Skip to content

The Government Technology Bill of Rights

Matthew Polega, Co-Founder & Head of External Affairs  | 14 December 2017  |  3 minute read


The foundation of a high-quality government technology implementation is a high-quality technology product. In order to ensure that government agencies are procuring technology products that will have a high likelihood of being successful, there should be a minimum set of criteria that define what those products should be able to do. Stated differently, this set of criteria is what a procuring agency is entitled to – it’s the agency’s right that some minimum set of requirements exist in the technology they procure, especially software.

A user “bill of rights” is nothing new. From data to aviation, different groups have worked to protect the interest of users that could otherwise fall victim to an unscrupulous service provider.  As an avid technology user and somebody who cares deeply about public servants getting the quality tools they deserve, I’d like to propose a “government technology bill of rights” – qualities in technology products (mainly software) that form the minimum bar a vendor must clear to even be considered by a procuring agency.

  1. Modern Technology
    Applications shall use technology that is regarded by the technology community as modern. This means various libraries, frameworks, and languages used to build applications are stable, updated regularly, patched quickly, and have no plans to wind down or “sunset.”
  2. Well-Defined Interoperability
    Vendors shall provide a well-documented mechanism by which the procuring agency can access data in the application or share data with trusted third parties in real time. This mechanism (such as an API) should use a widely-accepted standard like REST or XML.
  3. User-Centered Design
    Applications shall be designed in a manner such that the layout, color scheme, organization, and other design elements contribute to and improve the overall user experience. The design choices should improve the following, but are not limited to: readability, information hierarchy, ease of use, speed, and data input accuracy.
  4. Performant Functionality
    Application performance shall be optimized to take advantage of the computing power and sophistication of the day. This means that any interaction in the application should occur at a user’s perception of “instantaneous.” Developers should work to make all interactions within the application take less than one second, while aiming for a best-case scenario of all interactions happening in less than 100 milliseconds.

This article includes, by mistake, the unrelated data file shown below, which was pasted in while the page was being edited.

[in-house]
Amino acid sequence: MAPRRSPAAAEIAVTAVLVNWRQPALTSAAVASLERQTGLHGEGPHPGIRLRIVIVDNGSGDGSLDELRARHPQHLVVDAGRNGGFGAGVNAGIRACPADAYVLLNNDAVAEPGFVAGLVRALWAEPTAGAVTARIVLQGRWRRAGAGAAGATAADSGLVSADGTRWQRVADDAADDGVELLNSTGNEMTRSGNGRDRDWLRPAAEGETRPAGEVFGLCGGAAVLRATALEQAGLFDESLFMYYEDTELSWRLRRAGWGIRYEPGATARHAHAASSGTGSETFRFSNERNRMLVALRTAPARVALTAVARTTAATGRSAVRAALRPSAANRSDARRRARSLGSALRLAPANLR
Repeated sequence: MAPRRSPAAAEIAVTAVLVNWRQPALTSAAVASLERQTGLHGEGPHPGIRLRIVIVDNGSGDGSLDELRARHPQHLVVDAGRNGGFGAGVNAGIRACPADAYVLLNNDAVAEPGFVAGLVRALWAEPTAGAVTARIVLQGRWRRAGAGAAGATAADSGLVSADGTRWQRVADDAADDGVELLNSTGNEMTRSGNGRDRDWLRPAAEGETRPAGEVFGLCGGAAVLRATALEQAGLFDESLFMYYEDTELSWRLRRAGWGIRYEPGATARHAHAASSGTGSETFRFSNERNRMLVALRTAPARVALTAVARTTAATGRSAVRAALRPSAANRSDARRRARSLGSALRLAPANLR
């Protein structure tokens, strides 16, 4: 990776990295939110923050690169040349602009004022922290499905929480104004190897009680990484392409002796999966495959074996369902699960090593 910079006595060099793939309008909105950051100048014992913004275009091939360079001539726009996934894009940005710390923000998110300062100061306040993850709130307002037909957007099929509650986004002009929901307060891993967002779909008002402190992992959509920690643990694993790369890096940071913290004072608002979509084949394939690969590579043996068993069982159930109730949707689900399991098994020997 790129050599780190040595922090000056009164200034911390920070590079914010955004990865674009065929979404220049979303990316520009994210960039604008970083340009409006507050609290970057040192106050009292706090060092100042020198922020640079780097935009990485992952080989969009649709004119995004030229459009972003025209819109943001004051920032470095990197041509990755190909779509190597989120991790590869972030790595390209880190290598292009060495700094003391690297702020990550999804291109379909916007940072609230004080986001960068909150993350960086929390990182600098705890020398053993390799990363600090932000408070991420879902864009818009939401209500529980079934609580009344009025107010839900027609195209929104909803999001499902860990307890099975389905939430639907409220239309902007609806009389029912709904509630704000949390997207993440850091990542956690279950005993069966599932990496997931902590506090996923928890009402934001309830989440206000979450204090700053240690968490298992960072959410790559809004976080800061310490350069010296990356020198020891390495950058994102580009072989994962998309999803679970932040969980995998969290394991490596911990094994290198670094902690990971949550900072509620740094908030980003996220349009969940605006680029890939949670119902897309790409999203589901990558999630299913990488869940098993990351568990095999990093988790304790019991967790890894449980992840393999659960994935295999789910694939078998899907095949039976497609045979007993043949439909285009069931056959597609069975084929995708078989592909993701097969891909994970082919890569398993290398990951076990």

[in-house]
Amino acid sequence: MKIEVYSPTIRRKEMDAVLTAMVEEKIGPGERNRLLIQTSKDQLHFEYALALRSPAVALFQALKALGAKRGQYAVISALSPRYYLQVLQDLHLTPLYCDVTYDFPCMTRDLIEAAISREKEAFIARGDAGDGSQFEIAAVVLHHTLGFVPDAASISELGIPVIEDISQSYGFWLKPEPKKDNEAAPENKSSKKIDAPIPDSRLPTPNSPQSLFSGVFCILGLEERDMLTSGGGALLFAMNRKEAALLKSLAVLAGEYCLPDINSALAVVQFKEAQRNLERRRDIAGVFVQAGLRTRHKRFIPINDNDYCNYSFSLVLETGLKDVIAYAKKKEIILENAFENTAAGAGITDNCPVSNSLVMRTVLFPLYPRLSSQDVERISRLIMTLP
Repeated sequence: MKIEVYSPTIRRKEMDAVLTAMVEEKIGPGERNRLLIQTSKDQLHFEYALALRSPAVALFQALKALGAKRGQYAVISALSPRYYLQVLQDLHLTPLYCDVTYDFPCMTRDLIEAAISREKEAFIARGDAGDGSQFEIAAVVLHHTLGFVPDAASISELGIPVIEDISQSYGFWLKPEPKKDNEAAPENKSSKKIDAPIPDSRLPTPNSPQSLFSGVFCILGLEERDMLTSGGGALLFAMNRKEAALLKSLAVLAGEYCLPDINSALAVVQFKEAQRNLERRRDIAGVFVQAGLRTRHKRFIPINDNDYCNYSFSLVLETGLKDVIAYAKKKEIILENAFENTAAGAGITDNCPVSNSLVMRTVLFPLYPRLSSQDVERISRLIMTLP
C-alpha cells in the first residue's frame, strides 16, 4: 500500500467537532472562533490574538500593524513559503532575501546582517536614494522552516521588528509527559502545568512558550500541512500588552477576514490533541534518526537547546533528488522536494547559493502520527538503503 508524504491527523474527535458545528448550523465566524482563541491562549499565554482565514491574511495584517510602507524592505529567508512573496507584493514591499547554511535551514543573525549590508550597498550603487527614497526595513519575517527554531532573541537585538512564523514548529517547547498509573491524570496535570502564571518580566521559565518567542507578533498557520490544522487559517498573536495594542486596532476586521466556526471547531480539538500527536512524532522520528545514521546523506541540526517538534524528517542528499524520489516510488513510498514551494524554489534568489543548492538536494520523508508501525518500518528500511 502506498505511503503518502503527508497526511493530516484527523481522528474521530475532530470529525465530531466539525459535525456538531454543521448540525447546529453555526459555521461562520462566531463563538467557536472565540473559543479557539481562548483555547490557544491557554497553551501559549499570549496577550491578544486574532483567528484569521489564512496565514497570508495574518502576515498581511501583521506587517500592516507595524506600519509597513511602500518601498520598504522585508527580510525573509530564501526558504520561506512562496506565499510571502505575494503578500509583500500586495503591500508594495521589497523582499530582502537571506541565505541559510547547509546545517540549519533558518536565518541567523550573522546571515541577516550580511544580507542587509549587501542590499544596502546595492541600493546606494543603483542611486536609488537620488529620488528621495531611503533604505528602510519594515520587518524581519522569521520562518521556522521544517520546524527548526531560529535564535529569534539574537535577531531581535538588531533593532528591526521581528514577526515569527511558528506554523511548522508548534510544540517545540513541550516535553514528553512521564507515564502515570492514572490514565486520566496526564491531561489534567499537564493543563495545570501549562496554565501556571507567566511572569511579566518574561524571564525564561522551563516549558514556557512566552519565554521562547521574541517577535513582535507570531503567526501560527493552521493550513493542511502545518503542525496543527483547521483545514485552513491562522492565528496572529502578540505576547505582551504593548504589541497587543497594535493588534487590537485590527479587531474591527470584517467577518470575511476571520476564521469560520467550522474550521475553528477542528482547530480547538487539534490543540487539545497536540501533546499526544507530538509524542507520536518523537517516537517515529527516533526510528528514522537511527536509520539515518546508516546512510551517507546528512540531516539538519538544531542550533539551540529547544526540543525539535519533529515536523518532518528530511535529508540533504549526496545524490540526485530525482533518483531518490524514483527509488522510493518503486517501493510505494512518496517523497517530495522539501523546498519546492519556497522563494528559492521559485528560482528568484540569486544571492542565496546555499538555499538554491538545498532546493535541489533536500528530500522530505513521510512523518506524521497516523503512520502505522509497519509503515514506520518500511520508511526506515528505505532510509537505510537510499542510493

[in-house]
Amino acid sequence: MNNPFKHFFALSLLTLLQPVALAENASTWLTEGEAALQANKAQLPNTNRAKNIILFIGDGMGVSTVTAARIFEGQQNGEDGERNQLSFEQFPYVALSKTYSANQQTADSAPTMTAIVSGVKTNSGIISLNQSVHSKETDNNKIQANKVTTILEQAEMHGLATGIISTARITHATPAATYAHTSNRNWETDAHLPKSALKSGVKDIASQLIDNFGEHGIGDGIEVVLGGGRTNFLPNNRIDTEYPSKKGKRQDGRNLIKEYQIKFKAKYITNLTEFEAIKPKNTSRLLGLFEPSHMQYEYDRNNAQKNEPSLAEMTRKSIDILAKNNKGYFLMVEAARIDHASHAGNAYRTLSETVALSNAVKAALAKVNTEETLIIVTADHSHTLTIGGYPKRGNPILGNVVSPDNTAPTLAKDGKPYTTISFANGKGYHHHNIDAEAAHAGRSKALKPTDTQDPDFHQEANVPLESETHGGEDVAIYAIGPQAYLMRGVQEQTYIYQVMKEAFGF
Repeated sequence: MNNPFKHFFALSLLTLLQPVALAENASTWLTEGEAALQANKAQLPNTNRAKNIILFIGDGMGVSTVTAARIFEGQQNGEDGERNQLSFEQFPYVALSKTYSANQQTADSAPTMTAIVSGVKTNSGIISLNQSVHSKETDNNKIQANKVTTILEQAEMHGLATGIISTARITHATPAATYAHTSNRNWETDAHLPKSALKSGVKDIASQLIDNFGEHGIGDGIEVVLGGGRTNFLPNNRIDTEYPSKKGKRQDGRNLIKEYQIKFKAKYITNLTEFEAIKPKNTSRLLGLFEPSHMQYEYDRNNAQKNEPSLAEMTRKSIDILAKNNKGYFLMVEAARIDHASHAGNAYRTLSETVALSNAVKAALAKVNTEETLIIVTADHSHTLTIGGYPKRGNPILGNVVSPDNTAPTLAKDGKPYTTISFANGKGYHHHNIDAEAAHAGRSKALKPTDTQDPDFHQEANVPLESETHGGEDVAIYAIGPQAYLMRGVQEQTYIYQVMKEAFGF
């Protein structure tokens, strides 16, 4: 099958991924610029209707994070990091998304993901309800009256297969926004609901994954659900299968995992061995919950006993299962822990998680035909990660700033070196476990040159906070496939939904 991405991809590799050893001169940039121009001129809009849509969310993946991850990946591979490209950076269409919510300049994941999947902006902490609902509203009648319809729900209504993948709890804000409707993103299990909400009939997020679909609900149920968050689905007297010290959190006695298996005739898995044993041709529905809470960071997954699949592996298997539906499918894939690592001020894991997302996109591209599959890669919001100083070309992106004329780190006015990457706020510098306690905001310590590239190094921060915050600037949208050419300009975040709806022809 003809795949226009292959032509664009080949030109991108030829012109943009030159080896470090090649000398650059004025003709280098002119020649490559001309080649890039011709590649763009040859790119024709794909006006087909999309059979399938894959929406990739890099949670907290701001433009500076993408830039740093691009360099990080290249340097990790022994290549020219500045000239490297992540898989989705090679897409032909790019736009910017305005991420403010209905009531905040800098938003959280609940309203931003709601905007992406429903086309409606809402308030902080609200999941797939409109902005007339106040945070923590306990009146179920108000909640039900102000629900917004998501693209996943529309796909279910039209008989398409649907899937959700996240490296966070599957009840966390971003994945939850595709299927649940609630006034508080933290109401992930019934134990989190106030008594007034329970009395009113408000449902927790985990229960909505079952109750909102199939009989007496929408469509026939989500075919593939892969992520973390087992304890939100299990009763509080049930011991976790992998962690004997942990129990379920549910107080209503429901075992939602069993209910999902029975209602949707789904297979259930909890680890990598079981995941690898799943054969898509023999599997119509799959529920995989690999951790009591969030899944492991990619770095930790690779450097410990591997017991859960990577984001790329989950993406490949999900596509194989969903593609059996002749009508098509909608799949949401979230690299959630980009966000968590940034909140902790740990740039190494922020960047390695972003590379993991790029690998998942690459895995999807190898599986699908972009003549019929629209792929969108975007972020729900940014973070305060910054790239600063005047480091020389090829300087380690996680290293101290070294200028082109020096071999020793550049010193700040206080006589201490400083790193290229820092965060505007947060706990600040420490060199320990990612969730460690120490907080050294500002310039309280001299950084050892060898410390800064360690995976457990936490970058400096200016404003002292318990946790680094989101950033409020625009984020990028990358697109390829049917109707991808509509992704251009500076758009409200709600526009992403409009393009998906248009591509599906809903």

5. Industry-Standard Security
    Vendors shall take all necessary measures to maintain secure applications. While levels of security can vary by agency mission and need, some basic requirements should include 256-bit AES encryption (or its equivalent), 2-factor authentication, and encryption both in transit and at rest.
  6. Regular Upgrades
    The application shall be updated frequently and in a timely manner. This ensures the application is free of security holes, remains performant, and enjoys regular improvements to its functionality.
  7. No Planned Downtime
    The application shall not require any downtime (offline time) to update, patch, modify, or otherwise change the application. Modern technology today is such that blue-green deployments should be the norm versus the exception. As such, an agency should never have to schedule a block of multiple hours to take an application down to update it.
  8. Responsive Service and Support
    Applications shall offer an option for reasonably-priced operational support. New needs will appear and use cases will change after launching an application, and the vendor needs to be standing by to provide the requisite support. Additionally, the majority of application changes needed in the face of some new requirement should be configurable by a department administrator with minimal vendor interaction required.
  9. Freedom Among Devices
    Applications shall generally be device-agnostic. By ensuring applications aren’t bound to one type of device, departments won’t have to replace hardware every time they choose to upgrade or change applications. Additionally, this ensures the apps are readable and usable across the many devices in use at a government agency.
  10. Fair Data Access
    Users shall have unfettered access to the data they submit to said applications. At any point, there shall be some well-defined mechanism by which users shall be able to retrieve their data. And by extension, if a user chooses to terminate their relationship with their vendor, the vendor shall provide all of the user’s data in a form that is easily accessible, free of charge.

The above principles aren’t revolutionary. And despite them forming a standard that isn’t wildly difficult to achieve, so few products in the government technology space achieve even a few of the principles. It would be encouraging to see vendors automatically bake this list into their product offering, but ultimately it’s up to the agencies themselves to include these principles in every request for proposal or product demo Q&A.

If government agencies collectively and consistently demand these very reasonable “rights,” vendors will have no other option than to provide the products that these agencies deserve.

This blog was originally posted on as a part of the GovLoop Featured Blogger program.

Download Blogs